Beats Flex Review: Apples Budget-Friendly Bluetooth Earbuds

The flexible cord is design to withstand pretty much anything you could put it through in a normal day. So if you bunch up the Flex to slip into your pocket then that’s no problem. The band itself is made from a nickel-titanium alloy, and beats flex review that not only means the cord is hard to break, it also bounces back into shape after living as a coiled up ball in your pocket. Some people aren’t worried about rich lows and bright highs and all the beautiful robust sound in between.

Apple is slowly and grindingly moving away from its proprietary Lightning cable standard, and surprisingly, that shift towards USB-C continues with the low-cost Beats Flex. You get a USB-C cable in the box, but no charger, with a socket on the right control module for actual charging. Apple’s claim is that a 10-minute USB-C charge can give you up to 1.5 hours of playback time, although naturally, a full charge takes a tad longer than that. One solution to this would be to drop the entire loop down my back, which does work, but then leaves you scrambling to grab them when you need to make a volume or track change. They’re pretty clearly not designed as fitness-friendly headphones in any case, given the lack of IP-rated water resistance.

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beats flex review

It also means that if the earbuds fall out while you’re exercising, they don’t hit the floor and roll under the treadmill, never to be seen again. Beats Flex uses a USB-C connector for charging, which is a first for the beats solo pro wireless company.Apple — make up your mind about USB-C! These are the first USB-C headphones in the Beats line up. In fact, there’s only a USB-C to USB-C cable included so hopefully you own a power adapter with a USB-C port.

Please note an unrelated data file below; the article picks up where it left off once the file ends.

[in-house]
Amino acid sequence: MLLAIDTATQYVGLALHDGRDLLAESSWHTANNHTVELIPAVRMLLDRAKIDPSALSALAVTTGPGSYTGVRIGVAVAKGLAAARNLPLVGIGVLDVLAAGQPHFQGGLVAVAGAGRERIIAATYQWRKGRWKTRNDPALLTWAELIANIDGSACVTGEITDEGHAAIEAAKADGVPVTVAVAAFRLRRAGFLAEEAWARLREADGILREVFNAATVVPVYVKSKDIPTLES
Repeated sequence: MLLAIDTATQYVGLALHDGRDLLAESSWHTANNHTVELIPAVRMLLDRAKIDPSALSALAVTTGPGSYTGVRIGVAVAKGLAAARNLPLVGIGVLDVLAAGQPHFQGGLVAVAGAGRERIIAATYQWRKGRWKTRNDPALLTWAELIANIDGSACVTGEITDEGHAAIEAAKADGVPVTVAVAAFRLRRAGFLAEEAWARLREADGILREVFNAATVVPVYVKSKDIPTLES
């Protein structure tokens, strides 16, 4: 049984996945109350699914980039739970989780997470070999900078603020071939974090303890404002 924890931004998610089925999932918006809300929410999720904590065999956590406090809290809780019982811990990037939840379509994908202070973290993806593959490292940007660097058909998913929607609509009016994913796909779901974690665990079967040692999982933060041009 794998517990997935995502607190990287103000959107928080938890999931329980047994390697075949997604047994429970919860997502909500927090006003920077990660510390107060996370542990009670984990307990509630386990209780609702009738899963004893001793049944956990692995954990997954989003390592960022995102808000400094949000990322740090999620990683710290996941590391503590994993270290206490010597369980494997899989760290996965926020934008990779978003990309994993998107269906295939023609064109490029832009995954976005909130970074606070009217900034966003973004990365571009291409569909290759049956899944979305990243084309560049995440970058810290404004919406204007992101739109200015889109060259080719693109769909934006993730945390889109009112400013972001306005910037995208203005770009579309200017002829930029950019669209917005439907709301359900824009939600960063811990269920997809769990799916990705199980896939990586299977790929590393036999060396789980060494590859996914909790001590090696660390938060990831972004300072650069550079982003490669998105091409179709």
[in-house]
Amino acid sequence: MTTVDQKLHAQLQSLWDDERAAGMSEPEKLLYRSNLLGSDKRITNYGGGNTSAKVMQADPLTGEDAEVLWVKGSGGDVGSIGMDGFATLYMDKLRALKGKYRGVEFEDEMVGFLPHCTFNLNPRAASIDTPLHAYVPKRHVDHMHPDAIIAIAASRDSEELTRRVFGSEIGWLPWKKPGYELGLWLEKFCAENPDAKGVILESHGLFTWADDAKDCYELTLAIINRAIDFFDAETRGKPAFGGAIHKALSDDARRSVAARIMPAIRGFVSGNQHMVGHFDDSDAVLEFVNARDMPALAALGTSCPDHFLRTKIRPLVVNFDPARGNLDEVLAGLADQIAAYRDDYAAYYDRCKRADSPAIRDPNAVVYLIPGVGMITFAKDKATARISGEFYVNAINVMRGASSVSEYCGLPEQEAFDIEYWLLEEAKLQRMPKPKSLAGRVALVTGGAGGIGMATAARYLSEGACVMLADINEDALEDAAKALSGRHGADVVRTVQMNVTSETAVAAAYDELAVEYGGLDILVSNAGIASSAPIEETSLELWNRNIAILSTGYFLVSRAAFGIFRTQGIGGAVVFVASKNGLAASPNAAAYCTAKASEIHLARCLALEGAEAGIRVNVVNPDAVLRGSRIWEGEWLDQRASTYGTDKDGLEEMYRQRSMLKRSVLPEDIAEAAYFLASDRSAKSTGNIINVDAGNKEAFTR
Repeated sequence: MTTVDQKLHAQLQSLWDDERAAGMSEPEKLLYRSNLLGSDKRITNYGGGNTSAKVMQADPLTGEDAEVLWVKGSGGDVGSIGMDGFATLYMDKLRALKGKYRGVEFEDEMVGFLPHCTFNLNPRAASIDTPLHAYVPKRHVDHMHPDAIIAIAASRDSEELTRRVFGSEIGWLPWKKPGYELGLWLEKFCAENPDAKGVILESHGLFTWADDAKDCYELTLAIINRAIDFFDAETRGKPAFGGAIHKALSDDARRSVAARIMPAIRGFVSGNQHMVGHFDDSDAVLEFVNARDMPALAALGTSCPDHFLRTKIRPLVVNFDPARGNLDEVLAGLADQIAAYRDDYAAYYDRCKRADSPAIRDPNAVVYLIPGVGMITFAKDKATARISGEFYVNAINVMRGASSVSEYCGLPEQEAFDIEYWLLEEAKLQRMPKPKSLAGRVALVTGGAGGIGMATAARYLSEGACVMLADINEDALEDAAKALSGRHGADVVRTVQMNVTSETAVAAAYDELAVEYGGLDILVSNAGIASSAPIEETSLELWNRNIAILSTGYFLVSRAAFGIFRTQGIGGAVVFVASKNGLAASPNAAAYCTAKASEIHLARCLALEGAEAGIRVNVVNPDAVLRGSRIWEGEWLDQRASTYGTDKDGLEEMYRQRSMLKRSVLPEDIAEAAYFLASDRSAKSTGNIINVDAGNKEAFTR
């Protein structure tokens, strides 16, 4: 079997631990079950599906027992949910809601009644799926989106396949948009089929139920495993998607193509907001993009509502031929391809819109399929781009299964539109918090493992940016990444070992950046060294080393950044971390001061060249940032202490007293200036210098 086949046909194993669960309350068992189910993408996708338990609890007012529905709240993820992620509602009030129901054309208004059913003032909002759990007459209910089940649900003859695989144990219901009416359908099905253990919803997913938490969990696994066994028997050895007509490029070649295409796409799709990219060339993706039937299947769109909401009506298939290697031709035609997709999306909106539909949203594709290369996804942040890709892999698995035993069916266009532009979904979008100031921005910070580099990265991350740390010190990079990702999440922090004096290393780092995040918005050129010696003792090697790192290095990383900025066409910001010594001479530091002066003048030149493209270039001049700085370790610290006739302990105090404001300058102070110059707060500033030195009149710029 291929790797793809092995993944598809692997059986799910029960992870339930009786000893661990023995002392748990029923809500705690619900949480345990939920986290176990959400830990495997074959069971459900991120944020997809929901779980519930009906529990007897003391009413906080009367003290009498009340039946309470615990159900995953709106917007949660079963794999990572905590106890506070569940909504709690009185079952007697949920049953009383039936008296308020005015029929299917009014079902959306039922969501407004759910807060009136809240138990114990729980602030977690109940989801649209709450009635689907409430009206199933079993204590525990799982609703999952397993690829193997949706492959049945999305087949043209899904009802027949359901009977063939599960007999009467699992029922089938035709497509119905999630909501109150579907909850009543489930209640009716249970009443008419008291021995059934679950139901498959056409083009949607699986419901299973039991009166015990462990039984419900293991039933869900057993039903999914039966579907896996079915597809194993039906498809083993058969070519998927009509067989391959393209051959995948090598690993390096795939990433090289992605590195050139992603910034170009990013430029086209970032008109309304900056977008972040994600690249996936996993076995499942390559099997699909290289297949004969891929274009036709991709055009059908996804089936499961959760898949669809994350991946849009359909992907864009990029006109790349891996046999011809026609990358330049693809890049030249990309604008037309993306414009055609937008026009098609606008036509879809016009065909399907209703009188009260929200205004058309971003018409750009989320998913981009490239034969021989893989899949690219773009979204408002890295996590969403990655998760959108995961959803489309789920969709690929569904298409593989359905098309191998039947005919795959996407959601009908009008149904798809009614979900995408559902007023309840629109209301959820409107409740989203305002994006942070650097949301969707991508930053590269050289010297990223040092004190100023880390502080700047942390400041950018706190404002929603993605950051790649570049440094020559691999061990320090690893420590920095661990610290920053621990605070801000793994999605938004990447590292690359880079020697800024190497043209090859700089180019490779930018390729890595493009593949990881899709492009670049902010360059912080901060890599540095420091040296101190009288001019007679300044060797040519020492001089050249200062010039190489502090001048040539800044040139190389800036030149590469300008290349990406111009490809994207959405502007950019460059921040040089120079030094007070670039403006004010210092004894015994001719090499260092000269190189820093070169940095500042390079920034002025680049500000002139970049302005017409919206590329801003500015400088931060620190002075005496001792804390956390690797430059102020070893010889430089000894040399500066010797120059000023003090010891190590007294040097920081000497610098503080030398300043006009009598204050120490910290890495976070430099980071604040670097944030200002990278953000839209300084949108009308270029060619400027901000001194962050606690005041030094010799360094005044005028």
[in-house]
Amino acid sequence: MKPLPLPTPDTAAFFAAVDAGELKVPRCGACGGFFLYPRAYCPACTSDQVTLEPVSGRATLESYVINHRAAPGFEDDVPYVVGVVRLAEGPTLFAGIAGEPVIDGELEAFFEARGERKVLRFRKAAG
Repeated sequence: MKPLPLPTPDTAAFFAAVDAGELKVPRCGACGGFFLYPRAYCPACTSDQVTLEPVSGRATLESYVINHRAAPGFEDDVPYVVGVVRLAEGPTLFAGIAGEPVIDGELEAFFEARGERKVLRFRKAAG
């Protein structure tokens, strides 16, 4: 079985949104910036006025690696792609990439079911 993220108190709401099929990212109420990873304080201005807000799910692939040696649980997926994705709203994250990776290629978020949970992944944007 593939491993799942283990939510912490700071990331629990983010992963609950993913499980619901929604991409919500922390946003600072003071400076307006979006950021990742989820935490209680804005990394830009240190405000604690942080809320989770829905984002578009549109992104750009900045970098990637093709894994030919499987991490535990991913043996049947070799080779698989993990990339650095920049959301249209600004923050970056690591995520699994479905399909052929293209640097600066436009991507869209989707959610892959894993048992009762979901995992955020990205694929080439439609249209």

10-Minute charge testing conducted with drained Beats Flex that were charged for 10 minutes, then audio playback was started until Beats Flex stopped playback. Battery life depends on device settings, environment, usage, and many other factors. The Flex-Form cable provides all-day comfort with durable Nitinol construction while four eartip options offer a personalized fit. Magnetic earbuds make listening that much easier by automatically playing music when they’re in your ears and pausing when they’re attached around your neck1.

Although this falls short of the listed specification, you can always rely on the quick charge feature, which gives you an extra 90 minutes after just 10 minutes on the charger. Thankfully, the neckband houses a USB-C input, so you can charge this with the same cable that charges your Android phone and laptop. The price is very fair for what you get — you’ll be hard pushed to find a better pair of wireless earphones at the price. I listen to dance-y tracks when I run outside, and though the Flex lacks active noise cancellation, I couldn’t hear much ambient street noise while I pounded the pavement. Saweetie’s “Tap In,” which uses Too Short’s signature “Blow the Whistle” hook, absolutely slaps on the Flex, as does Bad Bunny’s “Yo Perreo Sola,” which features a classic reggaeton beat and drums. The underlying heart of the Beats Flex for pairing is Apple’s own W1 chip, as found in the original generation of AirPods.

Between a combination of making sure to adjust how the cord sat on my neck and simply time spent using Beats Flex, the sounds became much less annoying. With the cable wrapping around behind the neck, it’s super easy to pop one or both earphones out of your ear without worrying about losing them. And when you’re taking a break from listening, the two earphones click together magnetically to keep the whole thing secure around your neck. On tracks with intense sub-bass content, like The Knife’s “Silent Shout,” the earphones deliver some serious low-frequency thump. At top, unwise listening levels, this track doesn’t distort, and at more moderate volumes, the bass is still powerful.